Organizations tend to focus on the obvious, visible components of their disaster recovery plans – and for good reason. Facilitating strong recovery point and time objectives, prioritizing application restorations and creating reliable archive systems are practical efforts that actively bolster a company's ability to bounce back from a business interruption. Not all aspects of disaster recovery are about moving parts, however, and organizations need to recognize that promoting resilient security and compliance standards are just as important in achieving a well rounded continuity strategy.
As the digital environment becomes more vulnerable to cybercriminal efforts and regulatory organizations crack down on compliance, companies need to make sure that their disaster recovery plans also defend their information from malicious groups lurking across the Web. As a recent article from Bank Info Security explained, security is a multi-tiered effort, and organizations can't overlook any aspects of their IT environments when shoring up defenses in this generation of digital hazards.
In addition, the monumental cyberattacks of the past several years prove that there is no such thing as being over prepared.
"What we're learning from Sony is what we've supposedly learned from Target and [others]," said Alan Berman, president and CEO of the Disaster Recovery Institute, according to the source. "We really do need better security. We need better sharing of knowledge, which doesn't take place. Did they have the backups they needed? How do you run with limited technology?"
Many organizations have internalized the lessons of the Sony breach as they evaluate the strength of their security acumen, but decision-makers must remember to look at the big picture when fortifying their network defenses. This includes securing recovery environments and promoting security best practices even when navigating a business outage scenario.
Moments of vulnerability
Cybercriminals will stop at nothing in their malicious quests to infiltrate networks and come away with valuable digital assets, and unfortunately, a company is at its most vulnerable when its attention is focused on overcoming interruptions. Business leaders must consider security breaches as not only a potential cause of network downtime, but also as an additional concern during the recovery process itself. Attackers will leap at the chance to infiltrate a network when its guard is let down.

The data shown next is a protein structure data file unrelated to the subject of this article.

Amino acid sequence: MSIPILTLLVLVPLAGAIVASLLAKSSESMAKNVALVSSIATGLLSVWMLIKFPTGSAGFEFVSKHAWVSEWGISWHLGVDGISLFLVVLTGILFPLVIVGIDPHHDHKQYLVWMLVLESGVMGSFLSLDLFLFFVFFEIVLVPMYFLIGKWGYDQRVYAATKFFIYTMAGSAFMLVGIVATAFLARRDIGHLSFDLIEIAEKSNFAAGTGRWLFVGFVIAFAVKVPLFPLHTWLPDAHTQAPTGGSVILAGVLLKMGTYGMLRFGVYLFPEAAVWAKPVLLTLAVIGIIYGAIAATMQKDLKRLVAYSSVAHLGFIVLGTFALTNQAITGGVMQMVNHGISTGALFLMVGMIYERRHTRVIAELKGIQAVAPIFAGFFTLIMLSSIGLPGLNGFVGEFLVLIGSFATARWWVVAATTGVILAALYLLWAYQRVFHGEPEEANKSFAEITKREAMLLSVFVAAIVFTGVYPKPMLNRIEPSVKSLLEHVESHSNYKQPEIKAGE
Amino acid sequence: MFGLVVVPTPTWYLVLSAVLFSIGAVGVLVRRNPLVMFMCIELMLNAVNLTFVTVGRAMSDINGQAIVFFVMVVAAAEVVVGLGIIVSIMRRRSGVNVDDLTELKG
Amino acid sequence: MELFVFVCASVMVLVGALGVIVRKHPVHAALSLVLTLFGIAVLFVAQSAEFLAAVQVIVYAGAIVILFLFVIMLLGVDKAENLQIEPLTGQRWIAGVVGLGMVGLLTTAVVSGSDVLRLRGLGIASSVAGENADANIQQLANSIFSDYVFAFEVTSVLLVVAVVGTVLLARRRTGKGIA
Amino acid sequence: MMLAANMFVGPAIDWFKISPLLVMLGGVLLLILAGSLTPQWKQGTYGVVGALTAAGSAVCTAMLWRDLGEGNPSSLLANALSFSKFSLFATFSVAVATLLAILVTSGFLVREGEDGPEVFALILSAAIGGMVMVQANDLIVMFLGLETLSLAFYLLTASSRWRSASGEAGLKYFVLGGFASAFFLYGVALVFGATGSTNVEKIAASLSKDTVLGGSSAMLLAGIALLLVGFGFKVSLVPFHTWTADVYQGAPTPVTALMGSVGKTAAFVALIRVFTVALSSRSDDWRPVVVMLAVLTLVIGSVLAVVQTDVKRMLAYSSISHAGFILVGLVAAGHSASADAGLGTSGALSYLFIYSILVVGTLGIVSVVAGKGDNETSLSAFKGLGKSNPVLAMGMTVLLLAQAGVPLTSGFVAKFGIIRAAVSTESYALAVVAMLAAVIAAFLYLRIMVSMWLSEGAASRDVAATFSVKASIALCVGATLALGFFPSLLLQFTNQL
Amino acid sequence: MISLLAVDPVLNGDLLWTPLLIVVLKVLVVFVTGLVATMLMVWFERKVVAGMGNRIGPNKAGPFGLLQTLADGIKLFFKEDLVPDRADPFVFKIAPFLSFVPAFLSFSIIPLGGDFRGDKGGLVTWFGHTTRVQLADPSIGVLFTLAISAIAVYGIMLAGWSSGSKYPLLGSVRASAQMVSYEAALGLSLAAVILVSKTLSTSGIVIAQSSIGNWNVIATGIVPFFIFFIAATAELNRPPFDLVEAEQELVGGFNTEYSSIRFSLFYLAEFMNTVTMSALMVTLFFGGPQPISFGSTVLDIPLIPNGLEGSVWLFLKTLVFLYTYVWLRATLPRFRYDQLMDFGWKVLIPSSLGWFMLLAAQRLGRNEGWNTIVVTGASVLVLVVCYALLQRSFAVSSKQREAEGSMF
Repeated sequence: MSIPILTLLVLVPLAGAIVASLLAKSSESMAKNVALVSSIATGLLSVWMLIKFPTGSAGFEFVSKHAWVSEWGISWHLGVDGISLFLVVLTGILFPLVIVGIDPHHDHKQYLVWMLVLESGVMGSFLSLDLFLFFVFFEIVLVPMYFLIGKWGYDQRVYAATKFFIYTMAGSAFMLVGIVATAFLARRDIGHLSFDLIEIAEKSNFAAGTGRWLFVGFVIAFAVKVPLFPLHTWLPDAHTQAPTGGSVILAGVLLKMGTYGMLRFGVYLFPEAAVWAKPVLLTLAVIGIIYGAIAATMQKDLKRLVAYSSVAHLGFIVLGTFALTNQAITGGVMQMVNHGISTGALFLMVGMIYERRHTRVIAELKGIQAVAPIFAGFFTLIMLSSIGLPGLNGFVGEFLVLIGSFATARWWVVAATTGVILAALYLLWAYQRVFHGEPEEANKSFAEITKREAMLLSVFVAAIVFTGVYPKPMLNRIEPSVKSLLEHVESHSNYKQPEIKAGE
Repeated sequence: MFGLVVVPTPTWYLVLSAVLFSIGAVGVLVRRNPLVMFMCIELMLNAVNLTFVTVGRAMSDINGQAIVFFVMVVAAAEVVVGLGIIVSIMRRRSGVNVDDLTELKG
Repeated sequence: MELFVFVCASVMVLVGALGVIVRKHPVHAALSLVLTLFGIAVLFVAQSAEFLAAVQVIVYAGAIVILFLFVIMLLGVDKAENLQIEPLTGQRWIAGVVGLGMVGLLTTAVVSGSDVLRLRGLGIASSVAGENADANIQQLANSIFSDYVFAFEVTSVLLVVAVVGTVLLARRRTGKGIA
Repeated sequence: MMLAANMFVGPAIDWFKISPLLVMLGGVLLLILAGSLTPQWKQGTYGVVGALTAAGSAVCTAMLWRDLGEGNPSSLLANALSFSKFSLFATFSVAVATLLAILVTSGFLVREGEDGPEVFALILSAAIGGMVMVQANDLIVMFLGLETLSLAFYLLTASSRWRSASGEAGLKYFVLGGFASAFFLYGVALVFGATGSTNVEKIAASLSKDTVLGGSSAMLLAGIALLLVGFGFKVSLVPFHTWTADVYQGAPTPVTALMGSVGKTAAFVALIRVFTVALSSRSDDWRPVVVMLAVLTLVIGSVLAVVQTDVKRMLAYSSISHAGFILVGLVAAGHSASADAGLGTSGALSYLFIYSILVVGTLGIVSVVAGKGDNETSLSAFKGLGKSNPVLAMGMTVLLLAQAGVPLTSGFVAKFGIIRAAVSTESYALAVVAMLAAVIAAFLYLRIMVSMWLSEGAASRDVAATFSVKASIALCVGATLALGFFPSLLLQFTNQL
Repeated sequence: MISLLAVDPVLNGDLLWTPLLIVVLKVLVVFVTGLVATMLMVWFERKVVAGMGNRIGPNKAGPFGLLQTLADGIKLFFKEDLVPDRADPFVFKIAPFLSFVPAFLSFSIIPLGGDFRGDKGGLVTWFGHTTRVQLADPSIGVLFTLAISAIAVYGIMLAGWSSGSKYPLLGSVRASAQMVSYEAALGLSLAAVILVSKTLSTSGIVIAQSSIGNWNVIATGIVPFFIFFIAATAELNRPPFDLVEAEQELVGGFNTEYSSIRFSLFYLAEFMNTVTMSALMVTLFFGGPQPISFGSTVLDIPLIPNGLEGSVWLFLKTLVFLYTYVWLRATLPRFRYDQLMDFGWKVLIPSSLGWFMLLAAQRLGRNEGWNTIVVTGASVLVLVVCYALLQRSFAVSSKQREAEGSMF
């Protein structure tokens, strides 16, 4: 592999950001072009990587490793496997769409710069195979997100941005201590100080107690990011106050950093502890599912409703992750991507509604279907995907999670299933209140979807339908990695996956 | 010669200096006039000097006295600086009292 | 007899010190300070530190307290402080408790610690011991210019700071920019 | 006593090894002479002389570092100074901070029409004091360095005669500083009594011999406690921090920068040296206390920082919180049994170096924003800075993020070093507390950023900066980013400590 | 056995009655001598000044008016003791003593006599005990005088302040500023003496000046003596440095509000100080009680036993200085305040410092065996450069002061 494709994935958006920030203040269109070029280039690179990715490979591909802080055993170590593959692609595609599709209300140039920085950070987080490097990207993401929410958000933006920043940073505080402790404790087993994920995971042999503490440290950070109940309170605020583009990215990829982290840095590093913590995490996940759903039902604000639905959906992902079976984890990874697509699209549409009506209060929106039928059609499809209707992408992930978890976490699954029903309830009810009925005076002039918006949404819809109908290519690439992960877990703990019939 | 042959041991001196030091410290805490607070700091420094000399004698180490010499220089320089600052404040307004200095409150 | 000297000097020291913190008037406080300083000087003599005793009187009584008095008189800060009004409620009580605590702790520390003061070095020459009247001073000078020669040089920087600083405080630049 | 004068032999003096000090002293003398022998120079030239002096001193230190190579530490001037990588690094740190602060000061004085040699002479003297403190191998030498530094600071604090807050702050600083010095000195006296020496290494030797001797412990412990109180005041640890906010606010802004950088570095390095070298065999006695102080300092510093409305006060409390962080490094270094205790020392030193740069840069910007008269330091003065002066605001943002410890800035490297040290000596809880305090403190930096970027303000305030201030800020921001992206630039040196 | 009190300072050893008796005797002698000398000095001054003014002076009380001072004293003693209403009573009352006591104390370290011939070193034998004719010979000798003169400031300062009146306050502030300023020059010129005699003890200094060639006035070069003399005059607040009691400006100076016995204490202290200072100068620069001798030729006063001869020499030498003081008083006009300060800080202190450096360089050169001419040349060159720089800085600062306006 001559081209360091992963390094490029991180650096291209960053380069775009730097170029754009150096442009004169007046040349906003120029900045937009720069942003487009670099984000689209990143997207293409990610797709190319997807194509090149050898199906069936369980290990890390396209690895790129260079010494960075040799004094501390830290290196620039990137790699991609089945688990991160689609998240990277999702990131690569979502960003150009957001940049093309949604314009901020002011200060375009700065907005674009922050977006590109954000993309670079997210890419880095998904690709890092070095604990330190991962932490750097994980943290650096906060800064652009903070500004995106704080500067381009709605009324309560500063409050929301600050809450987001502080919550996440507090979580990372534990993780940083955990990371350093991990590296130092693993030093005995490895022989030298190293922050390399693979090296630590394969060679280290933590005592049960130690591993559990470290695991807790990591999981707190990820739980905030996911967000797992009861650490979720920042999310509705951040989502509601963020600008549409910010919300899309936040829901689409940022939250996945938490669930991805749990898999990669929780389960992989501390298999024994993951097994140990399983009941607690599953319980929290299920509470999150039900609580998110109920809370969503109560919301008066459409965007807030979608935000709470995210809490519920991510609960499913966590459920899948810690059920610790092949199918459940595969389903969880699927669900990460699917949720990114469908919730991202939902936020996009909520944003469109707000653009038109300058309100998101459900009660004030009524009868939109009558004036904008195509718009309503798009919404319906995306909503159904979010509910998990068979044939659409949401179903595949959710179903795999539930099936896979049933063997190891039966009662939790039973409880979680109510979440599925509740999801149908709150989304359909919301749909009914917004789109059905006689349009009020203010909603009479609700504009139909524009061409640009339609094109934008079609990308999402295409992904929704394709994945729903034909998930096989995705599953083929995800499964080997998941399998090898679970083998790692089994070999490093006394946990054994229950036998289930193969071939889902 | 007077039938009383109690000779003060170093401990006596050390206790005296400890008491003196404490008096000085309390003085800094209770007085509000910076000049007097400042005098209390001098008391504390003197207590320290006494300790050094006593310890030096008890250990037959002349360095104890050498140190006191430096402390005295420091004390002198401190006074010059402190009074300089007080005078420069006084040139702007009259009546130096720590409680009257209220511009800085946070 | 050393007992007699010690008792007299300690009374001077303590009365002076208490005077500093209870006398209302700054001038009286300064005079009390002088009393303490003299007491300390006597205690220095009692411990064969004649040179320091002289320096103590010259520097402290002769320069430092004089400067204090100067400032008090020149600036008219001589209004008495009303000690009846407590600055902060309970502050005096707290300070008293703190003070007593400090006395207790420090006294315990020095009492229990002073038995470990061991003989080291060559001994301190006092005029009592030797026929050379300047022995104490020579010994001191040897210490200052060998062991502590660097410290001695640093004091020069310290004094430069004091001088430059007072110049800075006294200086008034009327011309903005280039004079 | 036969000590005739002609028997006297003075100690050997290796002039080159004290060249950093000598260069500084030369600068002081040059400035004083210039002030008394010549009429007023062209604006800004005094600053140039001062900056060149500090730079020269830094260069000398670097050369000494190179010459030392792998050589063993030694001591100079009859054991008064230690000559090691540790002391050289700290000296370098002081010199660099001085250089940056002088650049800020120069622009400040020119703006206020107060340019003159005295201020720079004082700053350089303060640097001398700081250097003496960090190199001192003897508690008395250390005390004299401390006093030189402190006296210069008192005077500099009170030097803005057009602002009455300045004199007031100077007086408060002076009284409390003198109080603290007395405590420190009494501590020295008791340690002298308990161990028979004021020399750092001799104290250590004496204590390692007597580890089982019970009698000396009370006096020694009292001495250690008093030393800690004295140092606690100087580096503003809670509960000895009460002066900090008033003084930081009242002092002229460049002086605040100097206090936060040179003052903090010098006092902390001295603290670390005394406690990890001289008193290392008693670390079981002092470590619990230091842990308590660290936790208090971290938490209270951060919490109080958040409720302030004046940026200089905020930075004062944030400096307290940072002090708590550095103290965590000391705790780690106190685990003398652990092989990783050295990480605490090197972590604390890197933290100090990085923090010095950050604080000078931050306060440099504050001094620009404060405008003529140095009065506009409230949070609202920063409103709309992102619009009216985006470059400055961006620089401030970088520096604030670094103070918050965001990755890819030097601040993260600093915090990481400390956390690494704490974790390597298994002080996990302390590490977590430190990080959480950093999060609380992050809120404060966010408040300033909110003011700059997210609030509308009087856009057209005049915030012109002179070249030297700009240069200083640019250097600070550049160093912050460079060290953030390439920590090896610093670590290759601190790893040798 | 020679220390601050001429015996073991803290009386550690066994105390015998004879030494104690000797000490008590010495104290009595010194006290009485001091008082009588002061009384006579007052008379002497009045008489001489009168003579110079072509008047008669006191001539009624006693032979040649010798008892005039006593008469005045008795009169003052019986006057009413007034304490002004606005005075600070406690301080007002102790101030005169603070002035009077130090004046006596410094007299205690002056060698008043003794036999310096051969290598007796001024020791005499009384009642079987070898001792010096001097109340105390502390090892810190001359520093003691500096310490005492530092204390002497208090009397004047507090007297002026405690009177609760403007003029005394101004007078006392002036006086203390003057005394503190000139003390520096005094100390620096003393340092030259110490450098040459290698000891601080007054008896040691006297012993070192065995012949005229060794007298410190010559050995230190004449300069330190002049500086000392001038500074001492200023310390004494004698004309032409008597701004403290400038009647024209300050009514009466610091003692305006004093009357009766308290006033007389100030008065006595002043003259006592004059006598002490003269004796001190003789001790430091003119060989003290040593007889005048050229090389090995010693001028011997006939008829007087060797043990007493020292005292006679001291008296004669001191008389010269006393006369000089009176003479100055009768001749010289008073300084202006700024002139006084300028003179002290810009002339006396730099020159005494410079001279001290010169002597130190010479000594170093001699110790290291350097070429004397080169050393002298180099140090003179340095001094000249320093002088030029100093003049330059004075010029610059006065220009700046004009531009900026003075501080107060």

In other words, network protection must remain a priority during restorative phases if organizations want to develop a disaster recovery plan that ensures complete resilience to risk. Rather than viewing IT strategy as a series of isolated discussions, organizations must take a panoramic view of their network environments and gauge security in a variety of contexts.
Promote total continuity
While strengthening the security of a disaster recovery plan might not be an intuitive task for IT leaders, regulatory parameters put forth by organizations such as the Payment Card Industry can help guide decision-makers toward a more complete standard of protection, TechTarget recently explained. With the release of PCI DSS 3.0, companies have a reliable framework on which to build a recovery plan that prioritizes security as well as speed and precision.
"The new version of the standard [will] make sure merchants ingrain PCI compliance with a lot of the changes that are often made in an environment," Greg Rosenberg a security engineer with Trustwave, told the news source. "The idea is to have IT staff ask the question, 'How will this change impact security, compliance and risk?'"
Because more than 100 adjustments and additions have been made in this latest PCI DSS iteration, organizations would be wise to seek the guidance of a dedicated disaster recovery service provider to ensure that they stay on top of these complex compliance demands.